The afterglow of Canada’s win over the United States is still very real. It’s going to be a while until Canadian soccer fans are going to want to be overly critical of anything wearing the red and white.
That’s fine. We haven’t had much over the years. Enjoy this win as the pressure will be all the way back on in just a month. Canada will need a result against the United States to finish its miracle run to the Hex. Failing to win Group A in League A will make qualifying very difficult and probably dependent on Canada scheduling a couple high profile friendlies and winning them.
That’s especially the case with Curaçao, currently on top of its group, looking increasingly like the team that will be fighting Canada for the 6th spot. If the Dutch Caribbean Island beats Costa Rica at home on November 14, they’ll advance to the final 4 and get two more games with a 25 multiplier. That might be too much to overcome.
Regardless, of how the fight for the Hex plays out, there has been a lot to like about Canada’s Nations League adventures so far – seven games played, seven wins. Hard to argue with that.
More importantly, the young team appears to actually enjoy playing for Canada and doesn’t appear to be frightened of their own shadow. I will print this column out and eat it if this group of Canadians lies down and allows 8 in Central America anytime soon.
So, lots to look forward to. But, before all that fun there is another tournament to watch and fret over. I’m talking, of course, about the FIFA u17 World Cup, which kicks off on Oct 26 in Brazil.
Canada has been drawn in with the hosts, Brazil along with Angola and New Zealand. Outside of expecting that Brazil will probably be OK, it’s a bit of a fools game to try and handicap how a tournament involving 17-year-olds is going to play out, but it is an opportunity to look at how a group of players deemed to be the best in this country stand up with others deemed to be the best elsewhere.
Well, maybe – we tend to assume that other countries send their very best rosters to these things when most leave the very best to stat with their club teams. The understanding being that teams develop more in a club setting than with a national team and that at a youth World Cup you’re best to allow the very top players to stay and fight against better players for playing time. This thinking is shared by John Herdman, who has long held senior players that still have youth eligibility back from playing with youth teams.
So, it’s counterproductive to get bogged down into what u17 results mean. If Canada goes out and beats Brazil it won’t mean that Canada has better prospects than the South American powerhouses. No, it will just mean some Canadian kids won a soccer game.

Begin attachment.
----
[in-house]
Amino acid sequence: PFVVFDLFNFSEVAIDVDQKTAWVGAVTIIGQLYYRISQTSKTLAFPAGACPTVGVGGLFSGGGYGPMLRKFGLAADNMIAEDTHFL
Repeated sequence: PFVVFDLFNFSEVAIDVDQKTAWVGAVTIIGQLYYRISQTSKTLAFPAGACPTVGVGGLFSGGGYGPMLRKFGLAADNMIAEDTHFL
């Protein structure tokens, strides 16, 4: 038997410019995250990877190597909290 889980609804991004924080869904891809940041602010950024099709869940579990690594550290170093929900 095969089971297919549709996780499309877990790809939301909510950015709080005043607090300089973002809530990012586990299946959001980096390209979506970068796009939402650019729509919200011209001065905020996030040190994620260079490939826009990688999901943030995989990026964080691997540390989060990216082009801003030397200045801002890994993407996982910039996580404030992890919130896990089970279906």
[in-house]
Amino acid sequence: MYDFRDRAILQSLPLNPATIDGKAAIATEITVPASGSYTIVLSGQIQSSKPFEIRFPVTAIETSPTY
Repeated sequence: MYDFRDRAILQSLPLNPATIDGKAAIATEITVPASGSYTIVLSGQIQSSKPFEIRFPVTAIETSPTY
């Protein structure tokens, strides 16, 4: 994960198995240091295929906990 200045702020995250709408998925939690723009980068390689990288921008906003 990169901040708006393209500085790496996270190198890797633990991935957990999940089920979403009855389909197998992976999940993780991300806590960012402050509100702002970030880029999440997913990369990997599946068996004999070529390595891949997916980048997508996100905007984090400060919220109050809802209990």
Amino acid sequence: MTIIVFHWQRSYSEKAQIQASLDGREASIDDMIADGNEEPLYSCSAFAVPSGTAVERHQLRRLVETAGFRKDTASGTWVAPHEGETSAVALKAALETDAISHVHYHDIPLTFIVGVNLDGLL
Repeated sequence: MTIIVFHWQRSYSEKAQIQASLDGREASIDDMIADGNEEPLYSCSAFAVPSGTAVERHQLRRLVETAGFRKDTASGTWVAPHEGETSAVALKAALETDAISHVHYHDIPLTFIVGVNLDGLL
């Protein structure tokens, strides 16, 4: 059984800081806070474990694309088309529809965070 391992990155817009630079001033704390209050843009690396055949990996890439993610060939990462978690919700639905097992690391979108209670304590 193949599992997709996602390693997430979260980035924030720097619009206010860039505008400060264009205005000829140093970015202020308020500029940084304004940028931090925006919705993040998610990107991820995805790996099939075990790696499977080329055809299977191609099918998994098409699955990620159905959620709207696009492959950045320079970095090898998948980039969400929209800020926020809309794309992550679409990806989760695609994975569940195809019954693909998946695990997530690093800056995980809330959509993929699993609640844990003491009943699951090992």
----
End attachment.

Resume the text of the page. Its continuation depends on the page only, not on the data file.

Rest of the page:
But, that doesn’t mean there isn’t things to evaluate in this u17 World Cup. Namely, it provides us will an opportunity to further evaluate whether Canada’s development focus of funnelling talented kids into regional REX programs and then eventually into one of the three MLS teams’ academies is the right approach.
There are many that feel that it isn’t. The thinking is that kids get labelled too quickly and, as a result, fail to get identified as National Team prospects if they dare go outside the system.
Whether there are dozens of missed prospects floating around less fancied clubs of in other countries is a hard thing to quantify. We’re talking about teenagers. Unless they are true freaks of nature – think Alphonso Davies – most people don’t have a lot of understanding of the u17 talent pool. And, that’s anywhere.
What we do know is that the Canadian team that will play in Brazil is very much a product of that system. There is only one player named that is not part of the “establishment,” with eight players in Toronto FC’s academy, and six each in Montreal’s and Vancouver’s. We also know Canada has not looked great – in either gender – over the past few youth cycles.
Although it’s important to keep a u17 tournament in perspective – the best countries in the world only graduate about 1-2 players from a u17 pool to anything close to a full national team level – it’s also important for the players to show…something. Something that will give us confidence that the talent pathway isn’t flawed and that we are identifying the right players that will allow us continue to have nights like we had against the United States moving forward.